As noted above:
- Recoverable amount is the higher of fair value less costs of disposal and value in use, and
- An impairment loss is recognised if carrying amount exceeds recoverable amount.
The requirements for measuring recoverable amount in IAS 36 refer to ‘an asset’; however, they apply equally to an individual asset or a cash-generating unit (CGU). If an individual asset does not generate cash flows that are largely independent from other assets or groups of assets, the entity must determine recoverable amount for the CGU to which it belongs.
A cash-generating unit is the smallest identifiable group of assets that generates cash inflows that are largely independent of the cash inflows from other assets or groups of assets.
Definition of ‘cash-generating unit’ in IAS 36
CGUs should not be too large
In practice, care is required to ensure that an entity’s CGUs are not too large (i.e., that they are appropriately disaggregated, and are not larger than the operating segments identified for the purposes of internal reporting). If CGUs are too large, favourable performance of one part of the business may inappropriately mask poor performance of another, resulting is an overstatement of net assets, and an understatement of impairment losses.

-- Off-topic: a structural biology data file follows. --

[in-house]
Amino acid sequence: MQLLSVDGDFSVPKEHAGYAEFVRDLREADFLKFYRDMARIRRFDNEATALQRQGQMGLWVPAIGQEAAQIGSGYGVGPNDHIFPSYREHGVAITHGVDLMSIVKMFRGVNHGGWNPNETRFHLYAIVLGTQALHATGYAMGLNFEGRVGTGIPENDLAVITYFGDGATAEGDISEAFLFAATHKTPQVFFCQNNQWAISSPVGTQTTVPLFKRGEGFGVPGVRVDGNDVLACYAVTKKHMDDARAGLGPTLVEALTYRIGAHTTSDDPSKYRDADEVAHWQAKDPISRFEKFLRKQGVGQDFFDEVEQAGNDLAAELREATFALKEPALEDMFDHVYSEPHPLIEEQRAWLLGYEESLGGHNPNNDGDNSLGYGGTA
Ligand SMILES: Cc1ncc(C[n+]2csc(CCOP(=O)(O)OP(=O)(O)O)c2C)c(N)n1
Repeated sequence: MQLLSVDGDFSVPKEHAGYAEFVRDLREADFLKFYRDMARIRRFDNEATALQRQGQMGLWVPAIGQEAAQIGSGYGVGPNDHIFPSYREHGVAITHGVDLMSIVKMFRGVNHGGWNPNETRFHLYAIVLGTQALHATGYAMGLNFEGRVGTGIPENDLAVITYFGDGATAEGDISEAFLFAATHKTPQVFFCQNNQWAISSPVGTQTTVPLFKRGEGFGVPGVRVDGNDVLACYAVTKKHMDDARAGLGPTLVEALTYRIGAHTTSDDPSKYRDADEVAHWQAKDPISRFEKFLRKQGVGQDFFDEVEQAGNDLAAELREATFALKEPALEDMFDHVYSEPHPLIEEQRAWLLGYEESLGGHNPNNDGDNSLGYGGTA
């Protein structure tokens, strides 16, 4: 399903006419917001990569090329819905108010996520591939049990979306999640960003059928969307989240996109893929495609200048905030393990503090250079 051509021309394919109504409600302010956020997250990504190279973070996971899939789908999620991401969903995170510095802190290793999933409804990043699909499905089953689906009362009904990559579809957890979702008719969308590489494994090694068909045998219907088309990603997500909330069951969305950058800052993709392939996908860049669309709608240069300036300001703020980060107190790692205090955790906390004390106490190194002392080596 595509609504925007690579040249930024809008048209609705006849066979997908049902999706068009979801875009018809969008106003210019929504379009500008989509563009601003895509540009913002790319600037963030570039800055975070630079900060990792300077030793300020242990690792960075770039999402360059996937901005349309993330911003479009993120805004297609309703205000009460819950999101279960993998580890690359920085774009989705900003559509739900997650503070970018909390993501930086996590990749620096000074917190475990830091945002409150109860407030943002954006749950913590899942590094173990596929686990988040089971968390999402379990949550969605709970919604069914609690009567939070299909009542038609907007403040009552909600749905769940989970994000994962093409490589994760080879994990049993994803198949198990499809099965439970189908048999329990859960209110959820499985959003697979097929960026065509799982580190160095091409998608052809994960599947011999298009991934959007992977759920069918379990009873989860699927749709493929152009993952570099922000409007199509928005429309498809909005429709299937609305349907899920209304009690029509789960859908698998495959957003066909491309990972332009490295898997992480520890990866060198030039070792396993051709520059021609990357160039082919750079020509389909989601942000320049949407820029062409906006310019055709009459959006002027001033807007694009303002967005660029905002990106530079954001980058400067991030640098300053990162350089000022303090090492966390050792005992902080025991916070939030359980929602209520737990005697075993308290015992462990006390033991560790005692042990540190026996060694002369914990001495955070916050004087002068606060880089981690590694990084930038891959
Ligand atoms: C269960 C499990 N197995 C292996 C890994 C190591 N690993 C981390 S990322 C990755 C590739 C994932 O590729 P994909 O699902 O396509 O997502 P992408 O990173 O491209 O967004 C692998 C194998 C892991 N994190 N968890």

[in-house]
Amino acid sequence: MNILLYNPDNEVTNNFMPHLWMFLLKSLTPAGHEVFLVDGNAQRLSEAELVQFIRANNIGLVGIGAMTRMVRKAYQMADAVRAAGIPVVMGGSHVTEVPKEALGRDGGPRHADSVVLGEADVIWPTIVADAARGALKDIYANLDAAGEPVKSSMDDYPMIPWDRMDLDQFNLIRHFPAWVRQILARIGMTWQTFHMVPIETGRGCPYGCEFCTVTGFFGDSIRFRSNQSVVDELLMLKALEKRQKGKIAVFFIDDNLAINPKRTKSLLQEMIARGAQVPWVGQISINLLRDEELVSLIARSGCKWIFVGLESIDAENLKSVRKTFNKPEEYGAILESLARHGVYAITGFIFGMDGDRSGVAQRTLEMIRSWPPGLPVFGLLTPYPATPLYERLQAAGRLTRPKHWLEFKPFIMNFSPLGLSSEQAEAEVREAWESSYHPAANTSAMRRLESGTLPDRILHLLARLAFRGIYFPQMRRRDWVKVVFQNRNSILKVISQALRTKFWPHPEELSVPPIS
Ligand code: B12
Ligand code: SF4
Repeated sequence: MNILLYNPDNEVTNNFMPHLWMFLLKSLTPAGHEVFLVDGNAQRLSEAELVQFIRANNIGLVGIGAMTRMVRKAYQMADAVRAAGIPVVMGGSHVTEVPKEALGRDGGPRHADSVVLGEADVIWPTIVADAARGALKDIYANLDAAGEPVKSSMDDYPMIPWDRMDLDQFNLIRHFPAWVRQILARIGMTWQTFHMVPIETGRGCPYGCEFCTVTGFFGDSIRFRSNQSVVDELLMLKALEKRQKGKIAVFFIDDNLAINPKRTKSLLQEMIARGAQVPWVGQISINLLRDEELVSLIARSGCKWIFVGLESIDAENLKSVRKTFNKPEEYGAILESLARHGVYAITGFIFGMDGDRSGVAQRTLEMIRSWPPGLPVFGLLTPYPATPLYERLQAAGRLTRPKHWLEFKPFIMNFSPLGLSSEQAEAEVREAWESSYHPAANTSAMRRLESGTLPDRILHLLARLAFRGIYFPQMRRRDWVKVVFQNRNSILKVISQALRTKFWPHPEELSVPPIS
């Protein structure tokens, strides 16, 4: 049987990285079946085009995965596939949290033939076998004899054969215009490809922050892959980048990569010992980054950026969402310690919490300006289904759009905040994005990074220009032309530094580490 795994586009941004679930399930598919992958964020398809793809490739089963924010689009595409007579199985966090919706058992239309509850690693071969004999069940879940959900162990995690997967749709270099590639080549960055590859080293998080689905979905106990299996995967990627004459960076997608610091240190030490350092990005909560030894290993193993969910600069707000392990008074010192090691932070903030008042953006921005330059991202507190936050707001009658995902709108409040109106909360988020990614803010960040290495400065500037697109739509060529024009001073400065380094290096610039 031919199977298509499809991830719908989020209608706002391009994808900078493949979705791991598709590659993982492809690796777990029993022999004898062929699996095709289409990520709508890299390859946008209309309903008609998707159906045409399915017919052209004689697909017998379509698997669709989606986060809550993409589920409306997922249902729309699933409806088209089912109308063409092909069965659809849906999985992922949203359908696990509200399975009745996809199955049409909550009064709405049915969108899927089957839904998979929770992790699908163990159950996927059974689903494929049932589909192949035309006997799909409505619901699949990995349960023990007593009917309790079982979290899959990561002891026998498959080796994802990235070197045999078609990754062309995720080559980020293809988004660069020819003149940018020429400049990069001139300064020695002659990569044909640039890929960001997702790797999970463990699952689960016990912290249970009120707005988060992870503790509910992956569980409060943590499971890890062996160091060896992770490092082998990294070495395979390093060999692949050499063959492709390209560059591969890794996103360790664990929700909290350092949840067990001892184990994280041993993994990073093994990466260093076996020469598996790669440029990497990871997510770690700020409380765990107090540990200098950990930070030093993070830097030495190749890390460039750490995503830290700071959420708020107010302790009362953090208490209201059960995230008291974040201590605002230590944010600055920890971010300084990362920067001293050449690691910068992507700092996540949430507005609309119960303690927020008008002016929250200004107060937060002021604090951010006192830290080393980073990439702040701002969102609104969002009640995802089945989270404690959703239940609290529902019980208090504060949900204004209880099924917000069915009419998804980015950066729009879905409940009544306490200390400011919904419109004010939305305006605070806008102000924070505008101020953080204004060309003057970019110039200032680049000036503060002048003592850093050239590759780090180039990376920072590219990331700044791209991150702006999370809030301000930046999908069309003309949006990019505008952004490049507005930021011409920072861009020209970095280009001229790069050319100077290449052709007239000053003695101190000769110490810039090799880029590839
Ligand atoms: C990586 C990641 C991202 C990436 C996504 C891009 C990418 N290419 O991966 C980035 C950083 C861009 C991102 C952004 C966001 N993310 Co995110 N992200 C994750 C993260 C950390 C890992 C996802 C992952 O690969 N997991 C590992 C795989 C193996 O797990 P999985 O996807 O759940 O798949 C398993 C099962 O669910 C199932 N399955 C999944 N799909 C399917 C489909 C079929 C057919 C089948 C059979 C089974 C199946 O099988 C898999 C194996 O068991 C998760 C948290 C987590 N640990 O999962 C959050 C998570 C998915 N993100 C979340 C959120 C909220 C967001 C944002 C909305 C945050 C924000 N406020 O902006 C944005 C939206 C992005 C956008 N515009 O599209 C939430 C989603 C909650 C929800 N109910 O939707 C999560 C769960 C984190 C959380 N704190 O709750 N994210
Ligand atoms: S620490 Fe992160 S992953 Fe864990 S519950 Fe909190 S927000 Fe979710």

Determining carrying amount of a CGU
Determining the carrying amount for an individual asset is usually quite straightforward but is more complicated for a CGU, which includes a variety of individual assets (including goodwill). The carrying amount of a CGU is calculated as follows
It is important to remember that corporate assets also contribute to cash flows generated by a CGU and are therefore included as part of the carrying amount of a CGU if their carrying amount can be allocated to the CGU on a reasonable and consistent basis. If not, a complicated process applies (as outlined in paragraph 102(b)).
Liabilities are only deducted from the carrying amount of a CGU, for example, when a potential buyer of the CGU would be required to assume the liability, such as for leases or restoration obligations.
Significant deferred tax liabilities recognised as part of a business combination increases the amount of goodwill recognised which may mathematically result in an immediate impairment of goodwill. In practice, these deferred tax liabilities are often included in the carrying amount of the related CGU, meaning that there is no immediate impairment loss.
Entities have a choice whether to include or exclude working capital balances from the carrying amounts of a CGU, so long as there is a consistent application to the inclusion or exclusion of cash flows from working capital items in determining the CGU’s recoverable amount.